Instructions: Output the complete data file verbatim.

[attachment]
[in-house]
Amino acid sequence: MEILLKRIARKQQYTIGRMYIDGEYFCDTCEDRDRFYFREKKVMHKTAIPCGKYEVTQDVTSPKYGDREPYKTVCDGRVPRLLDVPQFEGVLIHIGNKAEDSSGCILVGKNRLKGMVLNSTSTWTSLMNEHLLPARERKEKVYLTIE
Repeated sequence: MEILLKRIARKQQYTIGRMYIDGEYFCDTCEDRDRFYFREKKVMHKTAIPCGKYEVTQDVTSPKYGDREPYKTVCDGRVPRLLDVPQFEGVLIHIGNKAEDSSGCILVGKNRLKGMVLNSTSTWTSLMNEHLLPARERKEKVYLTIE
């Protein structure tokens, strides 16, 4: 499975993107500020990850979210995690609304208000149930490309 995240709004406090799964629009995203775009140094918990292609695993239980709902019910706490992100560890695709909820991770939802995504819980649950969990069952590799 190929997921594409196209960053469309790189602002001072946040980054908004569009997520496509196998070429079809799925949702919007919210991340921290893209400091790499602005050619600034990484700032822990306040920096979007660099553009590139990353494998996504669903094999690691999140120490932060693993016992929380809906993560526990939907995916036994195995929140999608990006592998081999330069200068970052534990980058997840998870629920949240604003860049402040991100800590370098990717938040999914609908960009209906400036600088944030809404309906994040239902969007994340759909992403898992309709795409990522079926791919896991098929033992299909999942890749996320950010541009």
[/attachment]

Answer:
[in-house]
Amino acid sequence: MEILLKRIARKQQYTIGRMYIDGEYFCDTCEDRDRFYFREKKVMHKTAIPCGKYEVTQDVTSPKYGDREPYKTVCDGRVPRLLDVPQFEGVLIHIGNKAEDSSGCILVGKNRLKGMVLNSTSTWTSLMNEHLLPARERKEKVYLTIE
Repeated sequence: MEILLKRIARKQQYTIGRMYIDGEYFCDTCEDRDRFYFREKKVMHKTAIPCGKYEVTQDVTSPKYGDREPYKTVCDGRVPRLLDVPQFEGVLIHIGNKAEDSSGCILVGKNRLKGMVLNSTSTWTSLMNEHLLPARERKEKVYLTIE
């Protein structure tokens, strides 16, 4: 499975993107500020990850979210995690609304208000149930490309 995240709004406090799964629009995203775009140094918990292609695993239980709902019910706490992100560890695709909820991770939802995504819980649950969990069952590799 190929997921594409196209960053469309790189602002001072946040980054908004569009997520496509196998070429079809799925949702919007919210991340921290893209400091790499602005050619600034990484700032822990306040920096979007660099553009590139990353494998996504669903094999690691999140120490932060693993016992929380809906993560526990939907995916036994195995929140999608990006592998081999330069200068970052534990980058997840998870629920949240604003860049402040991100800590370098990717938040999914609908960009209906400036600088944030809404309906994040239902969007994340759909992403898992309709795409990522079926791919896991098929033992299909999942890749996320950010541009």